Outcome and Reasons

The company did not need to take further action.

The adjudicator found that the company is only able to install water meters when certain conditions are met and that in the customer's case there were no grounds to install a water meter at his address until it received the Measured Charges Notice from him. The adjudicator also found that there was no duty on the company to notify the customer of his option of having a water meter and/or provide advice that installation of a water meter could save him money. The adjudicator accepted that the company had acted reasonably by providing the customer with information in bills and other material which notified him of the potential to save money by having a water meter installed.

Remedy Awarded

None.

The customer claimed that the company charged him in error for a number of years for the removal of surface water and failed to refund these charges or make an inflationary adjustment of the charges. The customer sought a full refund of erroneous charges, an inflationary adjustment of the charges and compensation.

The company submitted that it correctly refunded the customer for the period in which it erroneously charged him for the removal of surface water. Further, it claimed that as there was no provision or requirement either in the Water Industry Act 1991 or the various charge schemes in force from 1996 to 2016 to say that in circumstances where a customer is charged for surface water when they are not connected, that interest or inflation will be paid on any charges which are due to be refunded, the customer was not entitled to the compensation claimed for.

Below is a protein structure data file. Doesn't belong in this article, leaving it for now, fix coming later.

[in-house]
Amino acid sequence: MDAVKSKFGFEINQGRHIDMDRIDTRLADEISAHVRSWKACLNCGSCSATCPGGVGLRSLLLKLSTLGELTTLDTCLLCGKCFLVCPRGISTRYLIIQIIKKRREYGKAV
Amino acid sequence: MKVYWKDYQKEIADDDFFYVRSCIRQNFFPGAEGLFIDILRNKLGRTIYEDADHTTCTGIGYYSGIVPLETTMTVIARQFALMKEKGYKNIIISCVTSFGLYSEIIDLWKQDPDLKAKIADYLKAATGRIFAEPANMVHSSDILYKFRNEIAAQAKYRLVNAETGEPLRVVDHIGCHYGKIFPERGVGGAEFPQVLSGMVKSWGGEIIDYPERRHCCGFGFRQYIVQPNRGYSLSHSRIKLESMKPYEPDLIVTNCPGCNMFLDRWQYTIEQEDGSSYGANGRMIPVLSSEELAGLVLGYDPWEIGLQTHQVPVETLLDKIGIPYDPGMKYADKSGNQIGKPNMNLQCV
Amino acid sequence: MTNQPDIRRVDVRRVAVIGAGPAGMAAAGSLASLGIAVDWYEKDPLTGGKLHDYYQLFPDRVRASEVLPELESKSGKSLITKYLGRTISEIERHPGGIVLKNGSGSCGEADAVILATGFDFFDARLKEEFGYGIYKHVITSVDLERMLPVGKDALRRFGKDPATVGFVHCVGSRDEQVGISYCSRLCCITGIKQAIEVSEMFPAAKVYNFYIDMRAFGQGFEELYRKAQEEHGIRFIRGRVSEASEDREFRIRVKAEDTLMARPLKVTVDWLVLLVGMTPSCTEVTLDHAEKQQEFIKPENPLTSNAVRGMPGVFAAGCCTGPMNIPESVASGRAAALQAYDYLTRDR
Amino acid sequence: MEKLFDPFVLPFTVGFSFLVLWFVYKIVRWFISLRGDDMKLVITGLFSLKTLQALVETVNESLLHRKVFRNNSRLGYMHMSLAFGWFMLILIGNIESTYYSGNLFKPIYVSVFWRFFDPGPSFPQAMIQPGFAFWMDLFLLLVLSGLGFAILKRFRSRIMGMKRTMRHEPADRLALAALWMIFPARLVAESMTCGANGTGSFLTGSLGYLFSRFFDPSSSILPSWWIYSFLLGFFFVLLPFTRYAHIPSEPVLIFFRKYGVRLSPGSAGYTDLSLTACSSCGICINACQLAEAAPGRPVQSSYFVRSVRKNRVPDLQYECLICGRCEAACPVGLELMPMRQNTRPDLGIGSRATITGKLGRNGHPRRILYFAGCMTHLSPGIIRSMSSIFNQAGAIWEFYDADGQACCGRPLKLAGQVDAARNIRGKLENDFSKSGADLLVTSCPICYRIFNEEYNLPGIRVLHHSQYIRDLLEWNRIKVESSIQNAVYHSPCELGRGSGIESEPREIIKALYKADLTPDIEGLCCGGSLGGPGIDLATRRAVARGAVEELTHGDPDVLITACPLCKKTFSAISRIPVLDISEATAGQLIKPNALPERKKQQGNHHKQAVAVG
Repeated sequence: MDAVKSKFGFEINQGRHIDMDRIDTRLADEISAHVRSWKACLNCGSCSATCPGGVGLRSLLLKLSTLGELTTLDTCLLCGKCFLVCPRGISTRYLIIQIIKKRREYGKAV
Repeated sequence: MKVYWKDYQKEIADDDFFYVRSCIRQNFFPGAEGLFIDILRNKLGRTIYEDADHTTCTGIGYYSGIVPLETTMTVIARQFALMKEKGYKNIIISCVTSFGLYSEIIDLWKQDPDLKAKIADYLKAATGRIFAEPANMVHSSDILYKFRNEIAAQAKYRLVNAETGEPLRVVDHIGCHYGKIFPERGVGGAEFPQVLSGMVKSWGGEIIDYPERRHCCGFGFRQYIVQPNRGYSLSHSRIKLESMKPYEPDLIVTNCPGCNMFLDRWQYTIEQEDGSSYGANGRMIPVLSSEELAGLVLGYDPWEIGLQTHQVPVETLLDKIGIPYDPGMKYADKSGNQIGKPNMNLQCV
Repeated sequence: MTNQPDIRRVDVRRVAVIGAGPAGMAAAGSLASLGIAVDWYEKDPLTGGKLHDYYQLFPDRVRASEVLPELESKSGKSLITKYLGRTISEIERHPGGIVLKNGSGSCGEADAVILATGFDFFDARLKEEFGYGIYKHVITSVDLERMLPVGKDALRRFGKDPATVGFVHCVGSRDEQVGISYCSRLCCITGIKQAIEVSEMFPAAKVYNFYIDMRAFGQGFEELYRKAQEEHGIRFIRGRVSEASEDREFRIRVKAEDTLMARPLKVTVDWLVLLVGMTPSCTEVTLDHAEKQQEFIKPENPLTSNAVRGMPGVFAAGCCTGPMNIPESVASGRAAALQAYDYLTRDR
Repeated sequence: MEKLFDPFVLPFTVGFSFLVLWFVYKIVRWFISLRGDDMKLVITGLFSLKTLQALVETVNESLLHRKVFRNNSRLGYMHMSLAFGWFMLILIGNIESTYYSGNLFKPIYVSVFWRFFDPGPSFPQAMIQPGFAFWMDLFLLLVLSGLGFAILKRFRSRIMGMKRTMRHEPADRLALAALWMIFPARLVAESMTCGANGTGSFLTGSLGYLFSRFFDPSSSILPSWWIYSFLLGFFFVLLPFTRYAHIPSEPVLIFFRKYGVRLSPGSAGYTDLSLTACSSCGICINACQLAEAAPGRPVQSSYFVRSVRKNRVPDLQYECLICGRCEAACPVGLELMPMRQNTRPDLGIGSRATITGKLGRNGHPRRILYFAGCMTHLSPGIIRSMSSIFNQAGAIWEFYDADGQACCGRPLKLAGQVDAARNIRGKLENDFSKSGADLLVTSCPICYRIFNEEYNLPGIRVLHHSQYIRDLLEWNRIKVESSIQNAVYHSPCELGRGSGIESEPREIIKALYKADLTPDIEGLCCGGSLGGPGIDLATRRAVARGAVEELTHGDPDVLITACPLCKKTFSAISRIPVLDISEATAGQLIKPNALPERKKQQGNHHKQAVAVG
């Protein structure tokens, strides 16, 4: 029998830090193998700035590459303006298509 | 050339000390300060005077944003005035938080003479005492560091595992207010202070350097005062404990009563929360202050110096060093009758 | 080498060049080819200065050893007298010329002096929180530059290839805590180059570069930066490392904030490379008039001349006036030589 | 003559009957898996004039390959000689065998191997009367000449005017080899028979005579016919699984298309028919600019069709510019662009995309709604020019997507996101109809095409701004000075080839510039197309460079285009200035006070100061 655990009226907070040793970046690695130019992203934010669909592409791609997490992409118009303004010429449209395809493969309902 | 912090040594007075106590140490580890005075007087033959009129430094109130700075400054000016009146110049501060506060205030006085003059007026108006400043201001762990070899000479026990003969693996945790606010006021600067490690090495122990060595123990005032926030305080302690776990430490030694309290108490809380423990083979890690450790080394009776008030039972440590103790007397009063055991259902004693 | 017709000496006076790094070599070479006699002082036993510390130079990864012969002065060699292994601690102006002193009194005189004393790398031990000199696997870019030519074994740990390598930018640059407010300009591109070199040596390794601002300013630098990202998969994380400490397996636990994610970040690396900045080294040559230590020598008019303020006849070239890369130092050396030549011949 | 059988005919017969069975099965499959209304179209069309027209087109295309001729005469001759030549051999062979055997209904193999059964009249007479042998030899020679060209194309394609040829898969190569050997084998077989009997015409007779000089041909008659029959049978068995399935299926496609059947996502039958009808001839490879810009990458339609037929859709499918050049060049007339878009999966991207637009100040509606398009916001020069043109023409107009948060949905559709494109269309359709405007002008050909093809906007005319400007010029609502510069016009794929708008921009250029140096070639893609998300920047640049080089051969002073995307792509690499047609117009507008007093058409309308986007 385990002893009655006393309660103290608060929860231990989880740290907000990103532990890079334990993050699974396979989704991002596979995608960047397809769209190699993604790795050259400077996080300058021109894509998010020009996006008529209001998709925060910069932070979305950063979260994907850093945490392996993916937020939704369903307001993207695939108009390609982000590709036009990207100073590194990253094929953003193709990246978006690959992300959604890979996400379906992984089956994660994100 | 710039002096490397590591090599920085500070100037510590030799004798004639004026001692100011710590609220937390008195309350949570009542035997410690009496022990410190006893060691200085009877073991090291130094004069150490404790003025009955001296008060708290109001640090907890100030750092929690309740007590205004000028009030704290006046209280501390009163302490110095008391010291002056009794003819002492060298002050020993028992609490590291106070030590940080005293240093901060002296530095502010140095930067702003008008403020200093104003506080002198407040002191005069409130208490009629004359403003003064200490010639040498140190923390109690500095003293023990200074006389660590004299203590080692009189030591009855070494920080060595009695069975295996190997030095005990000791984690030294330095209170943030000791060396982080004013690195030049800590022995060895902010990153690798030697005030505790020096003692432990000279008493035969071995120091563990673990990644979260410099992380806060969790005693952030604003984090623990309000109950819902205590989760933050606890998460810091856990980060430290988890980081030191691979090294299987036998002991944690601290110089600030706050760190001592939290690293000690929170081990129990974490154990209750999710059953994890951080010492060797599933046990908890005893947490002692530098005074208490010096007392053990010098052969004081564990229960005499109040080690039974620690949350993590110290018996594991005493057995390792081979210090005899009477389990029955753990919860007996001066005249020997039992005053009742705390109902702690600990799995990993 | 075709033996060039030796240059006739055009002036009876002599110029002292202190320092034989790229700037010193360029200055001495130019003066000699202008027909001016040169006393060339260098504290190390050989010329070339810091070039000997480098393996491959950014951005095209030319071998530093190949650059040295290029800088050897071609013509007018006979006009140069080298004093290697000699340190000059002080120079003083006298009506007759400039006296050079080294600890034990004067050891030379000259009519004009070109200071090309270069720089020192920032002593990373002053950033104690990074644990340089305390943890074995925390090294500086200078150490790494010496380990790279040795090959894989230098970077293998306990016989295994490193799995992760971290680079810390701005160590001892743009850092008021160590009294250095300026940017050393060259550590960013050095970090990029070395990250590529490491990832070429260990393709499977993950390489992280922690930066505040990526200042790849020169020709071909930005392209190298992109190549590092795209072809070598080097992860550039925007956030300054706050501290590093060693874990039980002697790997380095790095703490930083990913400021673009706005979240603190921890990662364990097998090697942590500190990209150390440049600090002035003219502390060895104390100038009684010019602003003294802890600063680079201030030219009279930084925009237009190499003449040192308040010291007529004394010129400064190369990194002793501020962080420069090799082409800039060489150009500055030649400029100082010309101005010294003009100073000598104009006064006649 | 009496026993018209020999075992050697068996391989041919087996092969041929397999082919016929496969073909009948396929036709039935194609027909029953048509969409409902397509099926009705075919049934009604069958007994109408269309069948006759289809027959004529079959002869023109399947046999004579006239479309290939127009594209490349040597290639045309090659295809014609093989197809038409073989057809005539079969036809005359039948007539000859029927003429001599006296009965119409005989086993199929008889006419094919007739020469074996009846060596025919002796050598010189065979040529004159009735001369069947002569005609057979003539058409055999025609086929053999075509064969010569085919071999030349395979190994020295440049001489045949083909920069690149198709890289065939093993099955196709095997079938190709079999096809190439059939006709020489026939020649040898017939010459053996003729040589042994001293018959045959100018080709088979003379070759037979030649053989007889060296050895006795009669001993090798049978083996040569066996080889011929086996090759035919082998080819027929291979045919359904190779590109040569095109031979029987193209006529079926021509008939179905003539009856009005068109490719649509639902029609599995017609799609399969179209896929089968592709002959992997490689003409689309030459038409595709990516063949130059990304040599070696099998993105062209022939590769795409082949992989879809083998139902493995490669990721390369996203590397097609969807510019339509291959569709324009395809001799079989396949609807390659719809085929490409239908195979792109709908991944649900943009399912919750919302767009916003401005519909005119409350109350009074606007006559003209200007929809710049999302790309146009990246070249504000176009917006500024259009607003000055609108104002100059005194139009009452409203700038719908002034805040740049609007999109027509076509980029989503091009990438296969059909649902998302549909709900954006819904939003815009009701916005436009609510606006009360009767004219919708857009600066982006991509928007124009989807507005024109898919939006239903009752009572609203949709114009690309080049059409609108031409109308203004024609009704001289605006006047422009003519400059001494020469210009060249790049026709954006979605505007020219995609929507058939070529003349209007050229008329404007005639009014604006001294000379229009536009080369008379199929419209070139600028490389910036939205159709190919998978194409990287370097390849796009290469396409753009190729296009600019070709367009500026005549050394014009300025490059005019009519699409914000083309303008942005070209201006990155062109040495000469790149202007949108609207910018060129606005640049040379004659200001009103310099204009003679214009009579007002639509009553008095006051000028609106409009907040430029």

Outcome and Reasons

The company needed to take further action.

The adjudicator found that the amount refunded by the company accurately represented the charges for surface water removal paid by the customer during the disputed timeframe; therefore, the company was not required to provide any further refund. However, the adjudicator accepted that the customer had been deprived of a significant sum of money over a 17-year period due to the company having incorrectly charged the customer for surface water removal.

Remedy Awarded

£150.00

The customer's claim concerned an odour in his property following works carried out by the company to a nearby sewer pipe. The customer also submitted that the company had provided poor customer service in relation to his complaint. The customer sought compensation of £10,000.00 and an apology.

The company stated that it had provided assistance and/or made a number of offers of assistance to the customer during the period.

Outcome and Reasons

The company needed to take further action.

The adjudicator found that, although the company had made reasonable attempts to investigate and rectify the problem, the customer had been greatly inconvenienced by the matter for over three months. The adjudicator also found that the company had failed to respond to the customer's written correspondence in a timely manner during the period of the complaint.

Remedy Awarded

  • £2,000.00
  • A written apology

The customer stated that the company failed to allocate payments he had made to his account, which had negatively affected his credit file. The customer sought compensation of £2,000.00 and an apology.

The company said that the customer failed to provide the correct reference codes on his payments and refused to provide the company with assistance in locating payments.

Outcome and Reasons

The company needed to take further action.